The Legislature must meet a late-night deadline Thursday for fixing a legal glitch in the Washington estate tax law or as many as 10 refund checks worth more than $13 million will go into the mail Friday morning.
Lawmakers are under pressure to respond to a state Supreme Court ruling last year that in effect struck down the estate tax as it applies to married couples who set up certain property trusts. That ruling left the estate tax in place for single adults who leave behind estates valued at more than $2 million.
The longer lawmakers delay a fix, the bigger the hit to the state budget. The Department of Revenue has 70 refund requests in hand worth up to $50 million, and officials believe there are other potential claims that could bring the state’s total exposure to refunds to $96 million for 125 claims, agency spokesman Mike Gowrylow said.
Cost to the treasury in the next two-year budget is expected to hit $160 million.
“We’ve been holding off processing refunds as long as we possibly can in deference to the Legislature,” Revenue spokesman Mike Gowrylow said. “Basically the timeline was to issue them sometime Thursday. But the fact is, we have a little wiggle room and we could wait until first thing Friday morning. We have to have the checks in the mail before we go to court before Judge Gary Tabor.’’
The state is due in Thurston County court at 9 a.m. Friday on a case brought by an estate seeking a refund. Gowrylow said officials must be able to tell the judge that either they have mailed refunds or the Legislature has made a change in the law.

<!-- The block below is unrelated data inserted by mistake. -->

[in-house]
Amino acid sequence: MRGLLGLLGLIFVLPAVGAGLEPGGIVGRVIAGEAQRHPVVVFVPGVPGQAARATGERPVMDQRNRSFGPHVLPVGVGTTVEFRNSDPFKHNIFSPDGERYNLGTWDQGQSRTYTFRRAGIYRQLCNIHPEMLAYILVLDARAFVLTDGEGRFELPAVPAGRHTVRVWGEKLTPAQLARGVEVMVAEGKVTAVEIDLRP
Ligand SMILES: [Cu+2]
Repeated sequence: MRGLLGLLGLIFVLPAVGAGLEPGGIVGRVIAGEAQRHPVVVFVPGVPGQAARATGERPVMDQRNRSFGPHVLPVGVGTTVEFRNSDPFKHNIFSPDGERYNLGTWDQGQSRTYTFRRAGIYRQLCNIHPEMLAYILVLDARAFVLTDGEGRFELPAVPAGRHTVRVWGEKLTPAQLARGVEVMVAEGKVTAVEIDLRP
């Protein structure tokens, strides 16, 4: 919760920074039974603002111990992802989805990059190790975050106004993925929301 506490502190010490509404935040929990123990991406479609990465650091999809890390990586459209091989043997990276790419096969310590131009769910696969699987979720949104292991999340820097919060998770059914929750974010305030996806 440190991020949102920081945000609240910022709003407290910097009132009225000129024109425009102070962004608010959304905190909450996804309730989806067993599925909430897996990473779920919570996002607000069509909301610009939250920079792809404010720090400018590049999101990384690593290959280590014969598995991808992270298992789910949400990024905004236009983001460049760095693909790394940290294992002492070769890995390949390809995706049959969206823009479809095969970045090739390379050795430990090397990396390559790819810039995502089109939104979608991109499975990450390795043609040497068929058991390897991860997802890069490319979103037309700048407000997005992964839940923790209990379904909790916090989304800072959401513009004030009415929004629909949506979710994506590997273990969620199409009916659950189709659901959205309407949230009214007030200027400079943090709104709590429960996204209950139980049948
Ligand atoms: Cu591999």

On Wednesday afternoon, lawmakers from the House and Senate said they were in talks to see if they could reach agreement.
House Finance Committee chair Reuven Carlyle, D-Seattle, said they were getting closer on a deal. Whether one is struck or not, House Majority Leader Pat Sullivan, D-Covington, plans a House vote on an estate tax bill Thursday – leaving the ball in the Senate’s hands.
In the past week, the Senate backed off its insistence on raising the minimum size of a taxable estate from $2 million to $5 million and cutting rates for the estates that would still be taxed under that exemption.
Sen. John Braun, R-Chehalis, and others had been working recently on a new approach that would raise the highest tax rate on the wealthiest to defray the costs of a new exemption for family-owned business assets.
But as Gov. Jay Inslee pointed out in a Tuesday news conference, the proposal advanced by Braun’s colleagues would collect less money than the original estate tax created in 2005 and upheld by voters in 2006. The GOP’s plan also earmarks the money for social programs, not the public school system that the Legislature is on the hook to better fund.
Adding complexity to the talks, some of the GOP’s own members are reluctant to accept any estate tax — the Senate Majority Coalition failed to muster enough votes in the Senate Ways and Means Committee on Tuesday even to advance Braun’s idea.
Brad Shannon: 360-753-1688